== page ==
Learn how not to

On my first post I mentioned that I had no previous computer science experience to joining this program. The Capstone project is my first real experience in a development group and honestly, it was not a pleasant experience, but one in which I experienced a lot of learning on a lot of levels. This post will not exactly be entertaining or fun, nor particularly insightful to any specific programming technique, instead I will be the journey of someone experiencing what I expect is somewhat common in the development sphere.

I will start with what I dont think is normal and that is that we are all unexperienced and had no leadership we could lean on for help. There were also language barriers that complicated communication through out this process. You add to these issues, we picked up a project that was well underway with very limited access to the previous dev team. This meant combing through hundreds of files to understand what they had done, most of which were in a programming language I was not experienced with. I dont think any of these issues, nor the ones to follow would have been much of a problem if we had someone with experience to talk to or if we had the previous dev team to catch us up to speed. Which these might be real life experiences, they would not or at least should not be for a group of devs with no prior experience. That out of the way, lets answer some specific leading points.

One of the major things I would have changed if I could start this project over is to be more assertive. I am the only one on the project whose first language is English and they were all uncomfortable being the lead when dealing with the sponsor. On top of that they wanted me to take the project lead position. Which lead to two small issues for myself that ended up getting out of hand. The first being that since I had no experience I did not feel confident to lead and wanted input from the team before making decisions, but that lead to things taking much longer as they were slow to communicate, not fully understanding what the project needed/the scope of the project, on top of none them being proactive in wanting to solve any of those problems. The second thing being that I tried to give the front end to half the team and tried to be hands off (since I am very inexperienced in javascript and had enough to deal with on the server and database side). What this lead to is weeks going by without anything being done since they didnt have enough direction. If I could do it over I would probably micro-manage more and I probably would have gotten the professor involved earlier and been more assertive about finding solutions.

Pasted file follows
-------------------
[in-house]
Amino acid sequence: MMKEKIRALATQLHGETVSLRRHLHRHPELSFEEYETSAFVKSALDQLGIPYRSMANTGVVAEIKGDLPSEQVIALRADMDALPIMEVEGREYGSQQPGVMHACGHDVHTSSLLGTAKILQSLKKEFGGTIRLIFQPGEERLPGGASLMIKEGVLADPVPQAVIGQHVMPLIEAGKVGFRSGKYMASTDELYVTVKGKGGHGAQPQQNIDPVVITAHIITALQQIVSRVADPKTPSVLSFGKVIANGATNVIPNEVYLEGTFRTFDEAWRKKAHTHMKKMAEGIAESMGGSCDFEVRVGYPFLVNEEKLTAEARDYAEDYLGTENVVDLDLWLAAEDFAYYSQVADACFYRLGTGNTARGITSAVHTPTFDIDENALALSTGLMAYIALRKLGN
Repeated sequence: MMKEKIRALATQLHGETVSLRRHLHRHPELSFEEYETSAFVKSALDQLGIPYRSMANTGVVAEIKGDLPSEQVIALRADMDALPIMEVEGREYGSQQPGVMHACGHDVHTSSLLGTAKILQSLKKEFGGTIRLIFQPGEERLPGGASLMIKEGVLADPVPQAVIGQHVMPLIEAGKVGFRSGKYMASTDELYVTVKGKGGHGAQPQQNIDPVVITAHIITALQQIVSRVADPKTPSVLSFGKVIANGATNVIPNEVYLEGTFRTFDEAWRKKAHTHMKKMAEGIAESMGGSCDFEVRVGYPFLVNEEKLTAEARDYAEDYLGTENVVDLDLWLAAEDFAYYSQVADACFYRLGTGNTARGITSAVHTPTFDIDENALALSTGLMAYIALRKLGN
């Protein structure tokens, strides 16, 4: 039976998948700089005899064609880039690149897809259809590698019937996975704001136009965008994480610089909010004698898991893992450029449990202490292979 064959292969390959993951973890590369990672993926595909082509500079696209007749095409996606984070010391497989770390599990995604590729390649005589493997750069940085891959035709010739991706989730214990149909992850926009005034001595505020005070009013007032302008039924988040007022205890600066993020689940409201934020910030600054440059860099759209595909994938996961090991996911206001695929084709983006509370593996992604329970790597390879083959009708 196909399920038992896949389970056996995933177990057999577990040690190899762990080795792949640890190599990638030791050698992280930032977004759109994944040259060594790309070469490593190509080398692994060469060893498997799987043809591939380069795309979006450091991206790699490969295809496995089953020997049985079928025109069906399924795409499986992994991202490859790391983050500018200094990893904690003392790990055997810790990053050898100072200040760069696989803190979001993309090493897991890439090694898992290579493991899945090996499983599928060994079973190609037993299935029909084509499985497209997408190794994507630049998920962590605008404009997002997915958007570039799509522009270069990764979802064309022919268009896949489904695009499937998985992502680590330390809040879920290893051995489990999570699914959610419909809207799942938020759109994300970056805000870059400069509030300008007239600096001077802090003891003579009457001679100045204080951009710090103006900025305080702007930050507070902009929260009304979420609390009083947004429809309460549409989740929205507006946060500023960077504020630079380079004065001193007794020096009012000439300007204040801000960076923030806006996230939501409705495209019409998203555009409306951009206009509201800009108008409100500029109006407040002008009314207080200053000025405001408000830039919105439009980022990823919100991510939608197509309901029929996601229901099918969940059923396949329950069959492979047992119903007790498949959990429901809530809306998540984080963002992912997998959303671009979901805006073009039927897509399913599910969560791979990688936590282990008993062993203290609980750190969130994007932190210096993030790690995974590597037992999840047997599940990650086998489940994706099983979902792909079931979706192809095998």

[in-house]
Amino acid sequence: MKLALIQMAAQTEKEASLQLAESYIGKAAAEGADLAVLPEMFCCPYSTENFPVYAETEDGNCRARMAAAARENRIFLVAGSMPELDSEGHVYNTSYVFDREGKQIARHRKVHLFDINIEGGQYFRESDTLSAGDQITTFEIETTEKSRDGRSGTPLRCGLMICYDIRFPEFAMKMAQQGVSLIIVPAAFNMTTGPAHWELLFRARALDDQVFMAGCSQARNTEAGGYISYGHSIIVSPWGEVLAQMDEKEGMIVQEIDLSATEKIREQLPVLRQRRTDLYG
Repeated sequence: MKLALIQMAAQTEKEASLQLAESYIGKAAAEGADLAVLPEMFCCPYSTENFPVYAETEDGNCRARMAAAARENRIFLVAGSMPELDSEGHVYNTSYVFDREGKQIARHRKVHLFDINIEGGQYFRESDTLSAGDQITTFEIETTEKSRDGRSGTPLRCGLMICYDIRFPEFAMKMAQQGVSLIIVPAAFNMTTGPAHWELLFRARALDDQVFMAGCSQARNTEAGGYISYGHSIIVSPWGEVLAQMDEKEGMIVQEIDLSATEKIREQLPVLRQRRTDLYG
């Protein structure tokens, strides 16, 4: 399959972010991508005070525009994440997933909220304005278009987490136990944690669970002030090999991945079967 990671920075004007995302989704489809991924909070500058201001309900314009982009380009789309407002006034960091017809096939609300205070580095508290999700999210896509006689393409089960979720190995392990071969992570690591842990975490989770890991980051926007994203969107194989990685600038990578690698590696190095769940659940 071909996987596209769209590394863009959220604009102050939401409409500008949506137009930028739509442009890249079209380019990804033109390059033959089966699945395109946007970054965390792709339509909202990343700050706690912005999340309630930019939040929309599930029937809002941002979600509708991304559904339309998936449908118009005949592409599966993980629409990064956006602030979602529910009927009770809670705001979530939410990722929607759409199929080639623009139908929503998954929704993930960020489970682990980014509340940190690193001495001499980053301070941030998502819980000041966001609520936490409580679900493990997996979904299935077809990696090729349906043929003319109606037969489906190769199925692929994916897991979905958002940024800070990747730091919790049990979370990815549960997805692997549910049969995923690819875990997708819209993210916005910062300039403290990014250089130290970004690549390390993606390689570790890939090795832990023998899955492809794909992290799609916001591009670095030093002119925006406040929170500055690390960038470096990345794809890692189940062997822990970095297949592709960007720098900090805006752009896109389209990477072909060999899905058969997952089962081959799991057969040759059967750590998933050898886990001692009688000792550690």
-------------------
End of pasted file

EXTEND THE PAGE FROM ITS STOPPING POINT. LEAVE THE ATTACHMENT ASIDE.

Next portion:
I would say though that this spurred on the most growth though as I was having to dig into all the code on both sides to get a firm grasp of the project, its needs and time frames. Also got better at researching answers for solutions or ideas of how to solve roadblocks. Also have a much better understanding of time frames needed to finish what seems like small tasks but end up needing a lot more research/debug time than I allotted. I would say I have much more sympathy for dev teams that are nearing the end of the project cycle and trying to polish things without breaking everything. I also have greater sympathy for the normally seen patch work that is most projects code. Once projects get to a certain size decisions have to be made about whether or not the time to fully refactor the code to ‘hopefully’ future proof the code is worth the investment, or if its more worth the time to make a work around to get all current needs met. Its an ugly battle and one that many people lose without even knowing it. Time and money constraints are one of the biggest roadblocks for dev teams.

I also want to state that I feel much more confident going into the work force due to this experience. Even if it was an unpleasant experience, I feel like it is a reflection of some of the specific issues that exist in the tech world and if I tackled it here, then it prepares me for the real issue where most of the issues will be mitigated by being apart of more experienced team.

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